This competition is open to teams of 1 to 4 people. We encourage your team to bring together individuals from diverse backgrounds and areas of study. The team member pitching at the Quantum Valley Investments® Problem Pitch Competition must be a current full-time, or part-time University of Waterloo student (undergraduate or graduate) and all members are encouraged to attend prep sessions prior to the competition. For Discovery Tools applicants, at least half the team must be enrolled in the Faculty of Science.
*Funding won at the Quantum Valley Investments® Problem Pitch Competition is to be used for R&D to develop a solution to the problem and must be used within 1 year of receiving the funding. It will be administered by reimbursing approved expenses – receipts and documentation must be provided for reimbursement. Competition organizers will determine if an expense is eligible or not. The decision to award funding tp competition winners is at the judges’ discretion. Problem Pitch winners may be eligible for additional funding, up to the amount of the initial funding, based on their R&D progress. The Discovery Tools segment of the Quantum Valley Investments® Problem Pitch Competition is a collaboration between the Problem Lab and the Faculty of Science.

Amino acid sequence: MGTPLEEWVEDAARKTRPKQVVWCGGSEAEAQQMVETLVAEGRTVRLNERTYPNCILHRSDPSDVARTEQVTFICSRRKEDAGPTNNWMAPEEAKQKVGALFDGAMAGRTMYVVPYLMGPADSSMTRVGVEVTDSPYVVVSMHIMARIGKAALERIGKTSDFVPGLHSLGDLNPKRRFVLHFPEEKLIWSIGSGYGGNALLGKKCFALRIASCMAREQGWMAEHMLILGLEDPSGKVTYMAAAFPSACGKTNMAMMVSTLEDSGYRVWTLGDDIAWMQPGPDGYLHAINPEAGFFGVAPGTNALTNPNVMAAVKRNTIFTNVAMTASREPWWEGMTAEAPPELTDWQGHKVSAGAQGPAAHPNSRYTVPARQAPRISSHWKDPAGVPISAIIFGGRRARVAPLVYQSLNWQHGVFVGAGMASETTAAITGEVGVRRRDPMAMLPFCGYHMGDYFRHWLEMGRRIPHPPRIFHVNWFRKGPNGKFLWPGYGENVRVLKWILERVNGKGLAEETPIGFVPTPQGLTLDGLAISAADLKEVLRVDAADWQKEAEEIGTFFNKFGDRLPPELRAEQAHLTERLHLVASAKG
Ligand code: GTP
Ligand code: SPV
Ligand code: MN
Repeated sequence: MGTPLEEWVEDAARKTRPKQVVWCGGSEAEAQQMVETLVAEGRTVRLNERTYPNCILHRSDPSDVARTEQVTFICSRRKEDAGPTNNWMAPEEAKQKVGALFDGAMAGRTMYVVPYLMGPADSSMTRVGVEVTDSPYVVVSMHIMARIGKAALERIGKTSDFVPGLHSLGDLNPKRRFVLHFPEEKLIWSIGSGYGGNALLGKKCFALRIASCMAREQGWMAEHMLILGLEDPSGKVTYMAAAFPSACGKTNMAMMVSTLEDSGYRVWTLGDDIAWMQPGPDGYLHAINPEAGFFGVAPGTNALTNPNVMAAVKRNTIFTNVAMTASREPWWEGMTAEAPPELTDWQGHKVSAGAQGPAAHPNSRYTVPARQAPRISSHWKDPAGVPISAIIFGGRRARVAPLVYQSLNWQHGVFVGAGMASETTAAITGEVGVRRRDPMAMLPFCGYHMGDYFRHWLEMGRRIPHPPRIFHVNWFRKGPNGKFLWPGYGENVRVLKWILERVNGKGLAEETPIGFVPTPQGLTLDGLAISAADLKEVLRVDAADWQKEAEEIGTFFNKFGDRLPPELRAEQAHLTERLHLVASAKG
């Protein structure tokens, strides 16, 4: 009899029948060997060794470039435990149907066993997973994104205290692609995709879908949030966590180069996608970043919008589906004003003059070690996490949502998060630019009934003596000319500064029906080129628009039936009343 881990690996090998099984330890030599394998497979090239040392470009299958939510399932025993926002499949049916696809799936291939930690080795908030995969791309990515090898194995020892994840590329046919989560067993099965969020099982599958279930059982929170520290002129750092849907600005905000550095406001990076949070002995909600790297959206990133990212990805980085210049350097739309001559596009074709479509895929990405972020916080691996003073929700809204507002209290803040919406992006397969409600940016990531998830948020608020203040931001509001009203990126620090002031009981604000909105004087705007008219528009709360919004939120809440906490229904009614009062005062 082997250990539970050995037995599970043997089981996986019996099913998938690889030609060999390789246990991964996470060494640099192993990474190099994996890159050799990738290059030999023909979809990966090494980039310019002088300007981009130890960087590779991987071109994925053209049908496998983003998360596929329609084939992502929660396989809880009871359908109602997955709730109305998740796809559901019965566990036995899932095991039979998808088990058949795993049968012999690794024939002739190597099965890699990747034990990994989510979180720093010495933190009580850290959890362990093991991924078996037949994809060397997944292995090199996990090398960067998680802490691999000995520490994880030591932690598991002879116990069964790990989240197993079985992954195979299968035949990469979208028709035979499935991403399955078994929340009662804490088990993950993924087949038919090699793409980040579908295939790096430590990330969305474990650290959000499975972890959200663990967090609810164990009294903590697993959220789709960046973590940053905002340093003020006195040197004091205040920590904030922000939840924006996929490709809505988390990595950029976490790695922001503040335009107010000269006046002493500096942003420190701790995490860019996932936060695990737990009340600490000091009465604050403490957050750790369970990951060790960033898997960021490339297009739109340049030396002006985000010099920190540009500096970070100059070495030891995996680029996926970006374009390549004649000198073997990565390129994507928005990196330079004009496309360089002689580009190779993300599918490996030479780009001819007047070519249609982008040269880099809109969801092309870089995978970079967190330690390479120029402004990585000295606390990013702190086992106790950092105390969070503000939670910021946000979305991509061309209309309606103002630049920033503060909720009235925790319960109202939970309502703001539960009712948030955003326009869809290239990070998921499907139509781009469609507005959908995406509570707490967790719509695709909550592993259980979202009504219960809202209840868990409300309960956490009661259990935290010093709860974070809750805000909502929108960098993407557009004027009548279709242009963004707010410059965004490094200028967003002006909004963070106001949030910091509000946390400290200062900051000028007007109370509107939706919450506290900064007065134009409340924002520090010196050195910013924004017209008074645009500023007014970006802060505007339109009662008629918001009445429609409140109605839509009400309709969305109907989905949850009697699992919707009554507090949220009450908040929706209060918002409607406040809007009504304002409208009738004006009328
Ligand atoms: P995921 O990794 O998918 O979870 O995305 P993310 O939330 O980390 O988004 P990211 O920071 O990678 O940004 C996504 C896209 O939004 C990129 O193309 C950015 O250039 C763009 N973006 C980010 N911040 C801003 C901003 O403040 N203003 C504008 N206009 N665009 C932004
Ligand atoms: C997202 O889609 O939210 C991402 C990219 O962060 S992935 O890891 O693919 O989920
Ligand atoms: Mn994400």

The Problem Pitch Competition is made possible by $300,000 in funding from Mike Lazaridis and Doug Fregin, principals of Quantum Valley Investments® and founders of Blackberry.